By the 1880’s, the Winslow patent medicine empire was powerful and far reaching, and they could afford to employ some of the best marketing people of the day. 

They issued recipe books, store signs, newspaper ads in almost every city, and even colorful hand-held advertising fans.  But their most beautiful and enchanting work was reserved for their Victorian trade cards.

In these idealized visions of the “Good Life” in American, we observe healthy, well-dressed women enjoying the privileges of leisure and wealth.  For many American women, the days were long and hard, if not dusty and brutal.  The romanticized images presented by Mrs. Winslow’s Syrup held up glimpses of what many hard-working women and impoverished mothers aspired to attain, but few would ever realize.

Bottles of deadly teething syrup were sold by the millions, partly because of these cards.

If the exhausted mothers of the 1800’s could not actually live the lives depicted in these ads, perhaps they could quite their crying infants for a few hours of rest… and dream.


Check back for future blogs on Patent Medicine Advertising and 19th Century Visions of the “Good Life,” as well as many other fascinating Victorian Card topics and visual themes! 

Meanwhile, Good Collecting!  — Dave Cheadle

Bigotry and Ethnic Stereotyping in 19th Century Advertising Card Images

Racist attitudes flourished in the 1880’s, and they were backed by some of the “best” so-called science of the day.

Fueled by Darwin’s theories and naive “new insights” from studies in fields like anthropology and phrenology,  some of the most educated Victorian-era elites were among the period’s biggest bigots, and “scientific racism” flourished.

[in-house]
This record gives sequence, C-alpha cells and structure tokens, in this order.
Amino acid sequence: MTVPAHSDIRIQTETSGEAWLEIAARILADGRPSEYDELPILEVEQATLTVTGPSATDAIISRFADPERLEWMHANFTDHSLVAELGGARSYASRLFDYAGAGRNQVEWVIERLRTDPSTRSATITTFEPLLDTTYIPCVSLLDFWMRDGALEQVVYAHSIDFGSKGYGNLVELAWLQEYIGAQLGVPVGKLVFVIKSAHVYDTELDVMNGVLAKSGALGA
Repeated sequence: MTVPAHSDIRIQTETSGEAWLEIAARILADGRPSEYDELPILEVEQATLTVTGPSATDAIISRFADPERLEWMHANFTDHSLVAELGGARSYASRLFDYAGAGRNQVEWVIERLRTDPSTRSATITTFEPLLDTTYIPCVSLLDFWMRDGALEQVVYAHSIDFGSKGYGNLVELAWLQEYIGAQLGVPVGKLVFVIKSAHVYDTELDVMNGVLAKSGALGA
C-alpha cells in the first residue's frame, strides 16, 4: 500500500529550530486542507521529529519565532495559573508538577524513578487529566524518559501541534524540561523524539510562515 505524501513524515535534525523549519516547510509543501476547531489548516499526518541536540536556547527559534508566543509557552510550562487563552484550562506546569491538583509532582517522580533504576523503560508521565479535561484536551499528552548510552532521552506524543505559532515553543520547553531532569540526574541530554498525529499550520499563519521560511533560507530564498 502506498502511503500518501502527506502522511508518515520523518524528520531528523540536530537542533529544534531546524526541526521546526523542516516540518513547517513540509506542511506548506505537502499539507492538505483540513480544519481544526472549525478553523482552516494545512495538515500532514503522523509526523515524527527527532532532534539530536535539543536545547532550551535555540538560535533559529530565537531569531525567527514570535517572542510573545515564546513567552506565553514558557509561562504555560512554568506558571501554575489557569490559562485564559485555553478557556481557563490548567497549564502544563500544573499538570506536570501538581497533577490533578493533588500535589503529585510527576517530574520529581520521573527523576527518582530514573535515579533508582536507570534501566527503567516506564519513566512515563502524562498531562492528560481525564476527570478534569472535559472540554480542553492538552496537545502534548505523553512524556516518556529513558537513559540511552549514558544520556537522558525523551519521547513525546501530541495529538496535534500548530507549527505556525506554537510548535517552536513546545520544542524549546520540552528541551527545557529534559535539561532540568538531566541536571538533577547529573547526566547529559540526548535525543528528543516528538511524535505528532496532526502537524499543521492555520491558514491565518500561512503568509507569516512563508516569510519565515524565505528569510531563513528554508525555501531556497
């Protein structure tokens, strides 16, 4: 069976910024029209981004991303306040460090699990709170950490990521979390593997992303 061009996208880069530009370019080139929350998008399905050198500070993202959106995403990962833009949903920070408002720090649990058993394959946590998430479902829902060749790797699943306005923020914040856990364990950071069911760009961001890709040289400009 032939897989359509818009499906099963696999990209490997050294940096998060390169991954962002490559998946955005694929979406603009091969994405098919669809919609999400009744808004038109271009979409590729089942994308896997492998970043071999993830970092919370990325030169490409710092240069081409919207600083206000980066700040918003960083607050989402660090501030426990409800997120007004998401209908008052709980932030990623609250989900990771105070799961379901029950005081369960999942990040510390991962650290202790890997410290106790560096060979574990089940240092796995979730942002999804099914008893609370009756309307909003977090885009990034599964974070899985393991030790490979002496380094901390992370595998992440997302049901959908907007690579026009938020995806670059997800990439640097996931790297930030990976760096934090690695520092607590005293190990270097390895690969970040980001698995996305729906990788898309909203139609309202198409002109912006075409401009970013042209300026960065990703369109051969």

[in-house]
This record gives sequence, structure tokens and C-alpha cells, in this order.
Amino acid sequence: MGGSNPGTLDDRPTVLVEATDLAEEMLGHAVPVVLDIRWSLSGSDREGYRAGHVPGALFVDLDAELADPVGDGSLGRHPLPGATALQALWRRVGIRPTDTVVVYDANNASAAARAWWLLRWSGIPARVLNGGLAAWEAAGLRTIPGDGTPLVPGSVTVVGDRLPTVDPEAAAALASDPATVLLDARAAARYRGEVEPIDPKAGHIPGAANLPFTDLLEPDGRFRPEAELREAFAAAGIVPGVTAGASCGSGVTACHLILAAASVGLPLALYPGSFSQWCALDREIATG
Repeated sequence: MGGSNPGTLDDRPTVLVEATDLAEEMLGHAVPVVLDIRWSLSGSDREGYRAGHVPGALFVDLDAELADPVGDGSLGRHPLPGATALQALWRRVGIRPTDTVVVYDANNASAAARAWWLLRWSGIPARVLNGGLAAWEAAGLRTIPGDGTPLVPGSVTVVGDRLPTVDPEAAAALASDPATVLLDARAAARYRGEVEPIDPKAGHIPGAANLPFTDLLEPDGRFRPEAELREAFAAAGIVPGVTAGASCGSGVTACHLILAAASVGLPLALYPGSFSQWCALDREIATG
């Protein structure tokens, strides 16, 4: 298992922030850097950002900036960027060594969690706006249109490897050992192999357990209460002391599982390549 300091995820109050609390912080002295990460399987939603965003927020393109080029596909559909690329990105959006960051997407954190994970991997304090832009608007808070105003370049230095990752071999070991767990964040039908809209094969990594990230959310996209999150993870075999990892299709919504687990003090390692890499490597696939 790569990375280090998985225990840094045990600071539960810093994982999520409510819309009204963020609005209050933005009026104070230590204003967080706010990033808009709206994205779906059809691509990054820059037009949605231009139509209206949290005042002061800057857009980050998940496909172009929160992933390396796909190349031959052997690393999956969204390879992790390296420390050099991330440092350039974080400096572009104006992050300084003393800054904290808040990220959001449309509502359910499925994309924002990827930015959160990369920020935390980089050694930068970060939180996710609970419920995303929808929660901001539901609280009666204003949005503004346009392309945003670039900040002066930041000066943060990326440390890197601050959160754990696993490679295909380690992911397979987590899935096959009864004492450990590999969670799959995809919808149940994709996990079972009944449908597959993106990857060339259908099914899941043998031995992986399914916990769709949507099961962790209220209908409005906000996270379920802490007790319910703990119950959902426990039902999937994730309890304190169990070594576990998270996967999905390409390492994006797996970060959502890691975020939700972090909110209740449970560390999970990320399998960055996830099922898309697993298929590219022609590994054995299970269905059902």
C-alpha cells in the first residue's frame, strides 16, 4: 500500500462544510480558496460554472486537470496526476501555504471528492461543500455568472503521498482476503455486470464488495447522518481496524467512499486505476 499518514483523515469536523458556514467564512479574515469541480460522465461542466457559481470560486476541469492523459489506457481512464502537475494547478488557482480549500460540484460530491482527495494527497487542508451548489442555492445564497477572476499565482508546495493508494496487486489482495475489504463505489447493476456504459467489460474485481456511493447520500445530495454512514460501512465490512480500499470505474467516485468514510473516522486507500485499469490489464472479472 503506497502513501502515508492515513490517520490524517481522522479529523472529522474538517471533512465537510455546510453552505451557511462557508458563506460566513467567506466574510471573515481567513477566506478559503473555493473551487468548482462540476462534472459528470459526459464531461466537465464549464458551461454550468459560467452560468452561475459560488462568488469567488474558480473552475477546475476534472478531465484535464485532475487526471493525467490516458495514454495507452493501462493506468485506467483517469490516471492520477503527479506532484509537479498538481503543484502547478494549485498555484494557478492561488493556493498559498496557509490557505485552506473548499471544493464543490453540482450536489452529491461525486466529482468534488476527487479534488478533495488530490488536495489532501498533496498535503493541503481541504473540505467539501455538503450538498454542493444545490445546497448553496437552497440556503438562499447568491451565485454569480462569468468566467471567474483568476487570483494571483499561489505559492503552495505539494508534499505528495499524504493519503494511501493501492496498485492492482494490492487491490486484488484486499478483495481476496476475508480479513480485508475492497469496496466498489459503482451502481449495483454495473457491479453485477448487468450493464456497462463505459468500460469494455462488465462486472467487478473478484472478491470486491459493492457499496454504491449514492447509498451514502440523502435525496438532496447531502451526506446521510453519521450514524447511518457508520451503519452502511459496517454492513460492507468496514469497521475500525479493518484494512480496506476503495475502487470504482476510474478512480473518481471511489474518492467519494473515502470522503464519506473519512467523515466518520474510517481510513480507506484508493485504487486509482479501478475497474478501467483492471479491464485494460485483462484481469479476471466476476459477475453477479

Of course, one didn’t have to be a 19th Century intellectual to be a racist.

The “sport” of racism was open to all.

Ethnic bigotry towards Chinese man as an Opium Drug user from China who speaks with a "comical" accent.
Negative Chinese Stereotyping: “‘No more me smokee,’ says Ching Chang. / ‘Le makee sickee OPIUM DRUG / Me chewee, all same Melican Man / Lis Allens Jewel Five Cent Plug.'”

Chinese and African-American Blacks

Negative stereotypes of numerous people groups appear in hundreds of Victorian Advertising Trade Card images.  In future articles and blogs, we’ll explore more examples of racial profiling in advertising, and the way many ad cards depict Japanese people, as well as Native American Indians, and immigrants of French, Jewish, Arab, and Spanish heritage. 

But in this blog, I will launch into the subject of 19th Century racial profiling in advertising via a close look at one particularly representative –and reprehensible– example of ethnic stereotyping as found on a card issued for “Allen’s Jewell Five Cent Plug Tobacco.”


A Black slave freed by the Civil War makes light of citizenship and the Fourteenth Amendment of the Reconstruction period.
Note this derogatory poem by a “Happy-go-lucky” African-American: ‘Ki yi! Dis Nig am happy suah, / As am in June de early bug: / The Fourteenth ‘mendment says dis Chile / Mus chaw Mass’ Allens Jewl 5ct Plug.'”

Racial Profiling in Advertising:

Allen’s Jewel Plug Tobacco